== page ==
Indian jewellers, or Indian goldsmiths, designed and hand-crafted gold jewellery that was sold either in shops or directly by them to their customers. They were Indian men who worked mainly around Little India especially in shophouses along Upper Dickson Road and Buffalo Road, off Serangoon Road.1
Indian jewellers came to Singapore from the late 1940s onwards, but the trade became popular only from the 1950s. Most of the Indian jewellers in Singapore were from Tamil Nadu in Southern India. They were born into families traditionally involved in the jewellery trade and later came to Singapore to seek better prospects. Known as patters or acharis, these jewellers donned the poonal, or religious threads, over their shoulder and upper torso around the age of ten when they were initiated into the craft. Being a family trade, the art of jewellery crafting was imparted to these jewellers by their fathers and other relatives from a young age. After a while, they joined another jeweller as an apprentice. When their apprenticeship ended, most jewellers went to work for their fathers or uncles, while others sought their fortune overseas. After arriving in Singapore, some of these jewellers adopted Singapore as their homeland and continued the tradition of donning the poonal and teaching their sons the secrets of the trade here. However, Indians of other castes later learned the art of goldsmithing and went into the trade too. The jewellery trade was affected during the Japanese Occupation (1942–45) when almost all jewellers were forced to work as labourers.2
Jewellers worked from their individual work cubicles that they had adorned with pictures of their favourite Hindu deities and family memorabilia. They worked every day except Sundays. Some of them even worked for up to 20 hours a day.3 The traditional jeweller sat cross-legged on a floor mat, bent over a small bench to work. The common tools of their trade were screws, files, hammers, acid, sandpaper, water and a lamp.4
Customers would usually select designs from a book the jeweller kept with him or would request for replicas of pieces that they had brought with them. The jewellers also fixed broken pieces of jewellery for a fee. After a customer had chosen the design, the jeweller would begin by first drawing out the design on a gold bar. Then he cut out the design and carve it using tools to get the desired shape. Sometimes the roughly cut shapes would be imported from India that the jeweller would later cut out and carve the design.5 A small burner fuelled by petrol was used to melt the gold. After melting, the gold was picked up with a pair of tweezers, put into a can of acid and then soaked in water. When the gold was still soft, it was shaped into the required design. A jeweller’s work, therefore, demanded patience, creativity, imagination and skilful fingers.6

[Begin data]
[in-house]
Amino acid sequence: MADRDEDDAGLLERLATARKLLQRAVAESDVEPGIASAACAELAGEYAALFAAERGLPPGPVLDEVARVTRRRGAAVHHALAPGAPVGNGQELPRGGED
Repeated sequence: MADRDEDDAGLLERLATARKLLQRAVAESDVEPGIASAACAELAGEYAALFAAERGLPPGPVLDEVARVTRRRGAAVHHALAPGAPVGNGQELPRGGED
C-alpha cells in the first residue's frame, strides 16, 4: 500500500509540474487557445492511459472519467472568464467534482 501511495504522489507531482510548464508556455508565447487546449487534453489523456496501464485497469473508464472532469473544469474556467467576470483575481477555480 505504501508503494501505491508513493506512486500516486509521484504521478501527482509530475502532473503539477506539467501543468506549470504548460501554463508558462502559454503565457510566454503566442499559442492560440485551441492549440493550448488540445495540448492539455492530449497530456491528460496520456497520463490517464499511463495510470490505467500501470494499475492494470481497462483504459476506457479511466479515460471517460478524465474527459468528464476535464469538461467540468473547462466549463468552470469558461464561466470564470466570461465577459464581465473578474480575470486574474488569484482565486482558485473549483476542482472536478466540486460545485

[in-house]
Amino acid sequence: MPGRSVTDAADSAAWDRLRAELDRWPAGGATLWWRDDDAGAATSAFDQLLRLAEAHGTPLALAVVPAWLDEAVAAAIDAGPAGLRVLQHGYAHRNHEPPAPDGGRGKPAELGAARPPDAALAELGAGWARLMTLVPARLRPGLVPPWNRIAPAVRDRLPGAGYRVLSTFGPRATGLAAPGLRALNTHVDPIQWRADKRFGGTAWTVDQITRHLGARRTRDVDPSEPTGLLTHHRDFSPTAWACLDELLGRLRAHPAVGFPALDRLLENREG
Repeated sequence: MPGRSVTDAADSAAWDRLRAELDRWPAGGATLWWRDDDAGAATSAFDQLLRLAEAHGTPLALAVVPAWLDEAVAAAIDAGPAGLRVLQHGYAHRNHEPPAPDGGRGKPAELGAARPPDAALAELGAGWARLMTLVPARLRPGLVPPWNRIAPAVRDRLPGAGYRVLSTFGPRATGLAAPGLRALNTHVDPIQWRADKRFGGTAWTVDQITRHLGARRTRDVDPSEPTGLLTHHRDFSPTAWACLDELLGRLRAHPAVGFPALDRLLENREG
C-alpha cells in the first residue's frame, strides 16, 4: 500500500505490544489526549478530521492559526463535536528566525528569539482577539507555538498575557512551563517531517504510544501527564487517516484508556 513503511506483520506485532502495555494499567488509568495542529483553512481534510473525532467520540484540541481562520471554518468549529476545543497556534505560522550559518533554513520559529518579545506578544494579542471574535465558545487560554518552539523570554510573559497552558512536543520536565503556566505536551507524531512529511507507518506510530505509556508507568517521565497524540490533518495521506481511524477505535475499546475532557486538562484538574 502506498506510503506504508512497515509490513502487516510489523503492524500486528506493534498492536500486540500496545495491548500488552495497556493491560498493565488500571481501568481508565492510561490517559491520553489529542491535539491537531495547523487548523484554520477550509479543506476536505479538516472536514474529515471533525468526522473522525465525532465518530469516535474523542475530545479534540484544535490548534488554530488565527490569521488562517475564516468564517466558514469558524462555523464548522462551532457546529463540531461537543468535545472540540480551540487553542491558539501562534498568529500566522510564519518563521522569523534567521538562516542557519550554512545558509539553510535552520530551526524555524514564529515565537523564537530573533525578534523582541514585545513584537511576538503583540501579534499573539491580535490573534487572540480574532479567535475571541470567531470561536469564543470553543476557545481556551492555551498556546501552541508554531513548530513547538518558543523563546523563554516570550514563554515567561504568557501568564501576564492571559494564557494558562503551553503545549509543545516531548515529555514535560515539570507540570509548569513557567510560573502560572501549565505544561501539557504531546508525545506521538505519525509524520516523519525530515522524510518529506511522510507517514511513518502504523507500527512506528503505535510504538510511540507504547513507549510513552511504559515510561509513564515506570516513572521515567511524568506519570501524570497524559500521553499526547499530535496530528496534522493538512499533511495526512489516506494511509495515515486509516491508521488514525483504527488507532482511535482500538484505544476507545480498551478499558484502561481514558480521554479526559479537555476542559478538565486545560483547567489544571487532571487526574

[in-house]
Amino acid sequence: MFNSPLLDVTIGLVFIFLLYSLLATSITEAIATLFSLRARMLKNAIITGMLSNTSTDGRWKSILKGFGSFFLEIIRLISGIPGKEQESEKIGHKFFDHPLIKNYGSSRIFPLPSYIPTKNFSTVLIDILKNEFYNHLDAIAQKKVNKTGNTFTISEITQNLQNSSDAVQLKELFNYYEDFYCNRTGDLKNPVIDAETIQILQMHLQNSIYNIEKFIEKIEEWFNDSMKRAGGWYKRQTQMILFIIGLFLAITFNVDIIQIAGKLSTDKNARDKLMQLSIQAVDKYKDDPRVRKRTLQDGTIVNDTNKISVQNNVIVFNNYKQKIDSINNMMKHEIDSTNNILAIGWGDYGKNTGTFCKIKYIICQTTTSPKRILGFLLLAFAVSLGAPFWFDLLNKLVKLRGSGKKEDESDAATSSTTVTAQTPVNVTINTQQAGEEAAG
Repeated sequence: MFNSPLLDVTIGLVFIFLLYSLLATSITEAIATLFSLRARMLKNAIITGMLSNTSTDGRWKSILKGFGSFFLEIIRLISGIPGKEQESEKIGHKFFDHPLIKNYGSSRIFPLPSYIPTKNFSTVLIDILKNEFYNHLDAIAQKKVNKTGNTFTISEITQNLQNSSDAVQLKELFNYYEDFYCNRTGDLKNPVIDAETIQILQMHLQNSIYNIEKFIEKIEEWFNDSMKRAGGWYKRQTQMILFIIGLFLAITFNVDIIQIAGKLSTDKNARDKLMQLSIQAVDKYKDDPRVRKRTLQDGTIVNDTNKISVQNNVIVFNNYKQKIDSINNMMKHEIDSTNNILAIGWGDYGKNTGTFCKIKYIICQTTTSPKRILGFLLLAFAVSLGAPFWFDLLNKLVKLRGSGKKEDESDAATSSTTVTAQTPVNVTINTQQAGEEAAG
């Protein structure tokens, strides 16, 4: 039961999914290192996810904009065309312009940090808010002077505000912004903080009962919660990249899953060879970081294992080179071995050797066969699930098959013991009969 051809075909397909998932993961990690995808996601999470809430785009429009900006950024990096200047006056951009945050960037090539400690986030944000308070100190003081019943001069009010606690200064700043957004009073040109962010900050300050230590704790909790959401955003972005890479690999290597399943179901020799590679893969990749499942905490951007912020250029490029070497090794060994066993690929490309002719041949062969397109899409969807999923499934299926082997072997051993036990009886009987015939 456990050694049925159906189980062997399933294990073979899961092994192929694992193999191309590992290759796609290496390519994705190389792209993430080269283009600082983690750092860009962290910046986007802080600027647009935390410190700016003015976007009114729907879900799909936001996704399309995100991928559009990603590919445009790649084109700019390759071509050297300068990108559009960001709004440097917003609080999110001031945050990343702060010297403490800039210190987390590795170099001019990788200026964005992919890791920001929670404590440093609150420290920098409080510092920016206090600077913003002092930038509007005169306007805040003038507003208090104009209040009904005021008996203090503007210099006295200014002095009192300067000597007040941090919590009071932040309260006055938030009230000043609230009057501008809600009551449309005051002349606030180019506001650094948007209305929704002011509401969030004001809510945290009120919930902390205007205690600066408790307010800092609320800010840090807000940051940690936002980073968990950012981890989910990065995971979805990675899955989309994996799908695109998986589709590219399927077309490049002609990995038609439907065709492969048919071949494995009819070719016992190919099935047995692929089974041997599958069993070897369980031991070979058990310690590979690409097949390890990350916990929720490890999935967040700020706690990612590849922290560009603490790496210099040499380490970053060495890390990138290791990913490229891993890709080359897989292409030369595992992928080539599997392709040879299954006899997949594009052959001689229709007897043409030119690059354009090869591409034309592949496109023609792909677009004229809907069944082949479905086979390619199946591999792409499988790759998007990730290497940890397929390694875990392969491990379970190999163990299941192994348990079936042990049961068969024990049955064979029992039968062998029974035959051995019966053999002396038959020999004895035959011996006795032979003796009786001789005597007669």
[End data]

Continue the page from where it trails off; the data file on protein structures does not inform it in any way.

Most of the jewellers’ orders came from jewellery shops that served customers of all races. There were also customers who ordered and bought jewellery directly from the jewellers. The jewellers earned more during festive seasons and auspicious Hindu months when occasions such as weddings and other ceremonies were more frequently held.7
Mechanisation was largely responsible for the decline of the Indian jewellery business. Jewellery that was machine designed was cheaper than a hand-crafted one. Many customers, therefore, went to shops to buy such jewellery. Machines could also produce greater number of pieces of jewellery over a shorter period of time with minimal wastage. Furthermore, the number of designs that the machines could make were also more than what the jeweller had in his book of designs.8 Some customers, however, still preferred exclusive hand-crafted jewellery that could not be found elsewhere or those with unique designs that could not be replicated by machines. A number of customers also preferred to buy jewellery from jewellers that they knew and could trust. Although a few of these craftsmen have remained, their numbers are declining. Many are now hired by jewellery shops and are paid a monthly salary.9
Naidu Ratnala Thulaja
1. S. Ramachandra, “Goldsmith without a Shop,” Singapore Free Press, 31 May 1952, 1 (From NewspaperSG); Lo-Ang Siew Ghim and Chua Chee Huan, eds., Vanishing Trades of Singapore (Singapore: Oral History Department, 1992), 29–30. (Call no. RSING 338.642095957 VAN)
2. Margaret Sullivan, "Can survive, La": Cottage Industries in High-Rise Singapore (Singapore: Graham Brash, 1993), 152–55. (Call no. RSING 338.634095957 SUL); “Wither the Glittering Glamour,” Goodwood Journal, 3rd Qtr (1987); 36–37. (Call no. RCLOS 052 GHCGJ)
3. “Wither the Glittering Glamour,” 36–37.
4. Lo-Ang and Chua, Vanishing Trades of Singapore, 29–30; “Wither the Glittering Glamour,” 36–37.
5. Sullivan, "Can survive, La", 155.
6. “Wither the Glittering Glamour,” 36–37.
7. Sharon Siddique and Nirmala Shotam-Gore, Singapore’s Little India: Past Present and Future. (Singapore: Institute of Southeast Asian Studies, 1982), 98–100 (Call no. RSING 305.89141105 SID); Ramachandra, “Goldsmith without a Shop.”
8. Jayati Battacharya, “Beyond the Glitterati: The Indian and Chinese Jewellers of Little India, Singapore,” in Indian and Chinese Immigrant Communities, ed. Jayati Bhattacharya and Coonoor Kripalani (New York: Anthem Press, 2015), 105. (Call no. RSING 305.891411 IND)
9. Sullivan, "Can survive, La", 155.
The information in this article is valid as at 2017 and correct as far as we can ascertain from our sources. It is not intended to be an exhaustive or complete history of the subject. Please contact the Library for further reading materials on the topic.